Journal, 1803

Journal, 1803

Journal, 1803

Journal, 1803

Excerpt

This manuscript, whose publication is made possible through the generosity of Mrs. Sheldon Tilney, of New York City, relates briefly the story of Washington Irving's expedition to Ogdensburg (Oswegatchie) in the year 1803. The little volume, one of the very earliest pieces of writing from his pen, may, perhaps, be fairly called the first journal of our first man of letters. Fifty-seven pages in Irving's boyish handwriting, not yet illegible, but characteristically inaccurate in spelling and punctuation, commence in this record the long series of journals which to-day remains our most authoritative source of knowledge concerning the mind of Washington Irving. Of all this he was unaware. In keeping this first journal -- no earlier, I believe, is extant -- he could hardly have known, at the age of twenty, that he was experimenting with a talent which was to win him the praise of Byron and Scott and the enduring affection of his countrymen.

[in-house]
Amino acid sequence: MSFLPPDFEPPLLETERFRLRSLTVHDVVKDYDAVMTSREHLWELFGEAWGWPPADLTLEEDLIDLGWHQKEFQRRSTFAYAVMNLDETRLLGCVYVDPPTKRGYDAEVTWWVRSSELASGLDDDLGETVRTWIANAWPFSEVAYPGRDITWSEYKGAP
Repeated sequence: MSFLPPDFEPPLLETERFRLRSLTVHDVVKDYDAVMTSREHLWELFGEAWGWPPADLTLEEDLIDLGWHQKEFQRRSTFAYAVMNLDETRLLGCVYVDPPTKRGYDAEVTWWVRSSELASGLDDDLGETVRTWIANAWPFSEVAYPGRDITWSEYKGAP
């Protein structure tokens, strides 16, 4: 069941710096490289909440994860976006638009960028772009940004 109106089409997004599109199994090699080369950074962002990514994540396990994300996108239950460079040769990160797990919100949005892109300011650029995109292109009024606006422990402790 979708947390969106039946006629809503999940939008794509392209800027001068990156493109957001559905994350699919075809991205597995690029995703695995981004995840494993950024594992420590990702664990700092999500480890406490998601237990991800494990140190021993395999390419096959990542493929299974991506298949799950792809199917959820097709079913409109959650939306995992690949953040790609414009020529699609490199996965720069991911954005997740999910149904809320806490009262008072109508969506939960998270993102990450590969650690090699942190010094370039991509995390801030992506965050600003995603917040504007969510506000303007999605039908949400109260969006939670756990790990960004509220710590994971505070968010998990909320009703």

In 1803, he was merely a youngster on . . .

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